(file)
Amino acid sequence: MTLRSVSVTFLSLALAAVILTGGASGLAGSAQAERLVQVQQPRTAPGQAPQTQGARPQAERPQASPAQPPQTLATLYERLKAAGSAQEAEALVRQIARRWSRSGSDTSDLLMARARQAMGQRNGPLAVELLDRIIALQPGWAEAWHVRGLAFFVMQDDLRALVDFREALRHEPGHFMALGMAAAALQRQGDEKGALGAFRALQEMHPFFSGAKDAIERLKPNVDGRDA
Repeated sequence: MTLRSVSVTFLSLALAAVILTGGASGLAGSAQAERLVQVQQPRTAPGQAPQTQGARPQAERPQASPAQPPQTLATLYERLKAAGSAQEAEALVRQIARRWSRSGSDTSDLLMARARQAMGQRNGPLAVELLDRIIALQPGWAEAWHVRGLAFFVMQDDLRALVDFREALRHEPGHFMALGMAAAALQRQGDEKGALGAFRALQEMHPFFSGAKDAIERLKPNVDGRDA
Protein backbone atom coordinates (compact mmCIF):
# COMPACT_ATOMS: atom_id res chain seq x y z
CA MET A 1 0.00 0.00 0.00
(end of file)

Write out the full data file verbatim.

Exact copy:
Amino acid sequence: MTLRSVSVTFLSLALAAVILTGGASGLAGSAQAERLVQVQQPRTAPGQAPQTQGARPQAERPQASPAQPPQTLATLYERLKAAGSAQEAEALVRQIARRWSRSGSDTSDLLMARARQAMGQRNGPLAVELLDRIIALQPGWAEAWHVRGLAFFVMQDDLRALVDFREALRHEPGHFMALGMAAAALQRQGDEKGALGAFRALQEMHPFFSGAKDAIERLKPNVDGRDA
Repeated sequence: MTLRSVSVTFLSLALAAVILTGGASGLAGSAQAERLVQVQQPRTAPGQAPQTQGARPQAERPQASPAQPPQTLATLYERLKAAGSAQEAEALVRQIARRWSRSGSDTSDLLMARARQAMGQRNGPLAVELLDRIIALQPGWAEAWHVRGLAFFVMQDDLRALVDFREALRHEPGHFMALGMAAAALQRQGDEKGALGAFRALQEMHPFFSGAKDAIERLKPNVDGRDA
Protein backbone atom coordinates (compact mmCIF):
# COMPACT_ATOMS: atom_id res chain seq x y z
CA MET A 1 0.00 0.00 0.00